Verdict: Bill Kennedy’s sincere voice comes through, as he successfully links exposing children early to nature with the fate of the planet, and holds the reader’s interest with his detailed account of a camping adventure.
Author Bill Kennedy makes a plea for the environment as a precious resource as he encourages readers to start our children and grandchildren early in developing a love for nature. His account of a canoe journey with his five-year-old daughter, Suzanne, to Algonquin State Park near Toronto in the 1970s, is crammed with details that make the natural world vivid to the reader.
Kennedy skillfully blends wisdom from naturalists, some local history, much good advice about wilderness trips, and a narrative account of his own adventure as he advocates the benefits of introducing children to the natural world. Kennedy is honest in saying he might not again take young child with epilepsy alone on a camping trip: what if something had happened? That was the 1970s; this is now—and fortunately nothing did go wrong. However, he also conveys the benefits any child can experience on such a trip, such as learning independence, and gaining self confidence. On this trip, Suzanne overcomes her fear of putting her face in the water and thus can learn to swim.
Other strengths include Kennedy’s skillful weaving of quotes from naturalists and thinkers, along with advice on canoe tripping based on his half century of experience. The book has a narrative arc, and high points building suspense are the recurrent appearances of a hungry and enterprising black bear, aggressively seeking campsite treats. At times, however, Kennedy offers too much information (such as the list of first aid supplies on page 54), slowing down his story, though arguably those looking for a blow-by-blow account might welcome the additional info.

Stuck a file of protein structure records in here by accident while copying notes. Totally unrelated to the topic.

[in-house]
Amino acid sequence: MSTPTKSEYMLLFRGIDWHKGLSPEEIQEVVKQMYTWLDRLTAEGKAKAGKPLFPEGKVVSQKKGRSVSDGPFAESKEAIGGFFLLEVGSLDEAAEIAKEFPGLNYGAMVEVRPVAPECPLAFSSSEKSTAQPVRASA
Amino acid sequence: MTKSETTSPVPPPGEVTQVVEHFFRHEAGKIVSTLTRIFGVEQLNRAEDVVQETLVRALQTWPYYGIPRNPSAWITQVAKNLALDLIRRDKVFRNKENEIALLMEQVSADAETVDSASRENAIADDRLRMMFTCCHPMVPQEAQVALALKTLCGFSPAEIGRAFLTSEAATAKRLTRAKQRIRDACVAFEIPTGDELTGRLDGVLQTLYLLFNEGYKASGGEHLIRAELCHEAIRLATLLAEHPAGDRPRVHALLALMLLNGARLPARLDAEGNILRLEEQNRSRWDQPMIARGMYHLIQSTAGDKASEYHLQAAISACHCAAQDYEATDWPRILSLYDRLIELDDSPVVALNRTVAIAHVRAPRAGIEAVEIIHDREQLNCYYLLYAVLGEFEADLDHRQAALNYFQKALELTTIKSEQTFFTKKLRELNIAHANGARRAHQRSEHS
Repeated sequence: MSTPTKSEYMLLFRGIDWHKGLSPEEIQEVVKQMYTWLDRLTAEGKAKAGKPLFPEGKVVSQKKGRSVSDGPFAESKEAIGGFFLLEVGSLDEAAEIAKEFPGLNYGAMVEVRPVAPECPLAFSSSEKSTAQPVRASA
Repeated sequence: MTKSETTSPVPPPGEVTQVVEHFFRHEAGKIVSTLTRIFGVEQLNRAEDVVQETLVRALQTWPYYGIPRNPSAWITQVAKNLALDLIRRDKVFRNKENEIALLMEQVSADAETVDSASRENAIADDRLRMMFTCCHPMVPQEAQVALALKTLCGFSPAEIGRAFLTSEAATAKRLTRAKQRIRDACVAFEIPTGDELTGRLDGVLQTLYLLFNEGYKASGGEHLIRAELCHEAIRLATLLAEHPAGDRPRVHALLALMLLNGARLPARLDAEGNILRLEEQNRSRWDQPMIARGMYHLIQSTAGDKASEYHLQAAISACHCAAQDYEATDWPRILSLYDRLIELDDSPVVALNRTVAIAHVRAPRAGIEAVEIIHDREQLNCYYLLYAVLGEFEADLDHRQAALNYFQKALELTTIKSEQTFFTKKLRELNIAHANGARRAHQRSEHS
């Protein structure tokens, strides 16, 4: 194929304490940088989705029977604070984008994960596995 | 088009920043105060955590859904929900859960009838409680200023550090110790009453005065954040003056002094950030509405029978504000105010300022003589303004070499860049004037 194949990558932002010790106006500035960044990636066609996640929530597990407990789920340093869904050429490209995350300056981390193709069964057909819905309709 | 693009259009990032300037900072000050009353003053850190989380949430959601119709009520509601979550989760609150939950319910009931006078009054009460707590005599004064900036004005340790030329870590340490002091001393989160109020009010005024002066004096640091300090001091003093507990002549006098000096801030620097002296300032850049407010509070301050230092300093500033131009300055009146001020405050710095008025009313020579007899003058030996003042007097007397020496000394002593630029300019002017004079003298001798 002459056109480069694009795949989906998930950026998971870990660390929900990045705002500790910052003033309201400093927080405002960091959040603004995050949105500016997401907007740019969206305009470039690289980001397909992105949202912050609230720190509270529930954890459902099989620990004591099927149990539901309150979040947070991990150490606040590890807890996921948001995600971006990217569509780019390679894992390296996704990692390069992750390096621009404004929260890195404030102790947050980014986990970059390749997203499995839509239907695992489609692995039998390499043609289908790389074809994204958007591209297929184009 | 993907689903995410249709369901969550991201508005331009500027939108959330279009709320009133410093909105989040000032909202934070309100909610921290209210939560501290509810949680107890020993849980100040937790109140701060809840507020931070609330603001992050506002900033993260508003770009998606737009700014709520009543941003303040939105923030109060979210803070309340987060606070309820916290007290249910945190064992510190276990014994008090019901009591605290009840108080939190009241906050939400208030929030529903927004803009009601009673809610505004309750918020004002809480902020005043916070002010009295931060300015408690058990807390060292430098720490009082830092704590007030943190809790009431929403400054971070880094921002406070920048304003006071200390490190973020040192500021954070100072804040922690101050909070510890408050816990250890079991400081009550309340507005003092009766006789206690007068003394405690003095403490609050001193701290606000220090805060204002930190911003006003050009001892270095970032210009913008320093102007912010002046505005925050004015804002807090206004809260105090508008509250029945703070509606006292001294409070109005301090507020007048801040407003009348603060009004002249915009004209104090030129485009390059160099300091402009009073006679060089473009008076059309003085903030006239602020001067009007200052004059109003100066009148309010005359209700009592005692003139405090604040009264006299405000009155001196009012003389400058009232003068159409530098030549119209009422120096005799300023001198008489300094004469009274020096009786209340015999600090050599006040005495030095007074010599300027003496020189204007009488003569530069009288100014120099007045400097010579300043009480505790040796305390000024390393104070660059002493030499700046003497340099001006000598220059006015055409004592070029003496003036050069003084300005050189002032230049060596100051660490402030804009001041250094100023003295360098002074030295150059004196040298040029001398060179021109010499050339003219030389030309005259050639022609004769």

The park becomes a backdrop to Kennedy’s plea that we introduce children to nature in order to make sure we have a natural world in the future. The beauty he describes contrasts with the devastation—which he likens to a city flattened by bombing—when the lands, once unprotected, were ruthlessly felled for timber. Kennedy doesn’t gloss over the pain and difficulty of camping out, such as swarms of mosquitoes, prowling bears, heavy backpacks, and hard portages carrying a canoe. Nevertheless, the book makes a canoe and camping adventure in Alquonin Park a surprisingly compelling idea, even for the non-enthusiast.
Bill Kennedy’s sincere voice comes through, as he successfully links exposing children early to nature with the fate of the planet, and holds the reader’s interest with his detailed account of a camping adventure.
~Diane Reynolds for IndieReader